For women with complete data, the mean (SD) waist circumference was 81.7 (7.7) cm, mean gestational BMI was 25.8 (3.8) kg/m2, and mean pre-pregnancy BMI was 23.2 (3.8) kg/m2. Women without complete data had slightly greater values for all three of these measurements. Given the large sample size, these and several other characteristics presented statistically significant differences between those with and without complete data. However, most of these differences were quite small: women without complete data were slightly older (0.5 years), had slightly more (0.4) pregnancies, somewhat lower educational attainment (0.6 grades), and greater (0.4 cm) uterine height (Table 1).

We identified 354 cases of gestational diabetes (7.4%), 119 cases of preeclampsia (2.4%), and 384 cases of macrosomia (9.7%). Overall, 663 (18.2%) of patients presented at least one adverse event. Of these, 604 (16.6%) presented only one of these adverse outcomes, 56 (1.5%) presented two associated adverse outcomes, and 03 (0.08%) presented all three study outcomes. The incidence of these adverse outcomes increased with increasing quintiles of the three anthropometric measurements (Table 2).

Table 3 and Figure 1 summarize the areas under the ROC curves for various anthropometric indices as predictors of gestational outcomes for patients 20 to 27 weeks of gestation. Values closest to the upper left shoulder of each ROC curve indicate maximal combined sensitivity and specificity. For the combined endpoint of any adverse outcome, the difference between areas under the ROC curves for waist circumference and gestational BMI was 0.001, waist circumference and pre-pregnancy BMI 0.036, and pre-pregnancy and gestational BMI 0.036. All areas were significantly different from the reference diagonal, but none was statistically significantly superior to the others (p > 0.05) for any of the outcomes studied.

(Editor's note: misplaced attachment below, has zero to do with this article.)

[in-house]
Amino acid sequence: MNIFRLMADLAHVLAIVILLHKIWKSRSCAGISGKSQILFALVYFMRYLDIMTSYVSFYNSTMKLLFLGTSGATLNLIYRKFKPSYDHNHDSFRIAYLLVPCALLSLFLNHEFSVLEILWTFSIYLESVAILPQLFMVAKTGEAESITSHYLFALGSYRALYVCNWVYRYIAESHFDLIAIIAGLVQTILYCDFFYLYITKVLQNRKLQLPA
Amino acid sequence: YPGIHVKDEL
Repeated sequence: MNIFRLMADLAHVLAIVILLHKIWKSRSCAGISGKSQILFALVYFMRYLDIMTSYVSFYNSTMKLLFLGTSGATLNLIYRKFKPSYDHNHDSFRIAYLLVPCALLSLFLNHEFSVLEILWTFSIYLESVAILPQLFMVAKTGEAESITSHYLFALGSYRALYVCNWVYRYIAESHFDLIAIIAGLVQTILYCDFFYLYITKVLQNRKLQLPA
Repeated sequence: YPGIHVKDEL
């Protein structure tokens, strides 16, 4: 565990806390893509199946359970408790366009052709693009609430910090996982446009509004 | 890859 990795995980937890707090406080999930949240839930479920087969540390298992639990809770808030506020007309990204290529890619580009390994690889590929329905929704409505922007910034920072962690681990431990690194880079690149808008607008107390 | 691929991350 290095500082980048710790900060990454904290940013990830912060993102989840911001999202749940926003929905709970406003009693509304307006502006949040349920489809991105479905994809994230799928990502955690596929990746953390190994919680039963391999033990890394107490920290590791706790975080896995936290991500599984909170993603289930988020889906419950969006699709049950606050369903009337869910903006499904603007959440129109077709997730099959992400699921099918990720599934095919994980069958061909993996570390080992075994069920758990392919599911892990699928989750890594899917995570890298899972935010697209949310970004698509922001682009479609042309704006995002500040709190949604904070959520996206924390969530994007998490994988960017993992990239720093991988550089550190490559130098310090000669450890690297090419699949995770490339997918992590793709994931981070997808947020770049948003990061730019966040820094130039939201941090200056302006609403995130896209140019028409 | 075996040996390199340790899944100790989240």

Cutoff points that identify the highest number of subjects with and without the obesity-related outcome varied from 82 to 83cm for waist circumference, from 26 to 27kg/m2 for gestational BMI, and from 23 to 24kg/m2 for pre-pregnancy BMI (Table 4). When the occurrence of any of the three adverse conditions was considered the outcome of interest, no additional gain in diagnostic prediction was found. The prediction of at least one adverse outcome with maximal combined specificity and sensitivity is obtained with a waist circumference of 82cm (sensitivity = 63 and specificity = 57), a gestational BMI of 26kg/m2 (sensitivity = 60 and specificity = 59), and a pre-pregnancy BMI of 23kg/m2 (sensitivity = 59 and specificity = 55) (Figure 1).

Secondary analysis (data not shown) with waist circumference, including only women with uterine fundal height less than 27cm, produced similar results. For example, the area under the ROC curve evaluating diagnostic properties for the detection of at least one adverse outcome in this secondary analysis was 0.646 (vs. 0.641 for the whole sample, p > 0.05).

 

Discussion

The present study provides diagnostic properties for various obesity indices that are potentially useful in the prediction of adverse pregnancy outcomes. We found that waist circumference, measured between 20 and 28 weeks of gestation, is as good a predictor of these outcomes as BMI based on weight taken at the same period, or on a reported pre-pregnancy weight, as judged by similar areas under the ROC curves (Figure 1). A waist circumference cutoff point of 82 cm has equivalent diagnostic properties (when sensitivity and specificity are jointly maximized) to a BMI of 26kg/m2 taken at the same period, and to a pre-pregnancy BMI of 23kg/m2, in the identification of obesity-related adverse gestational outcomes.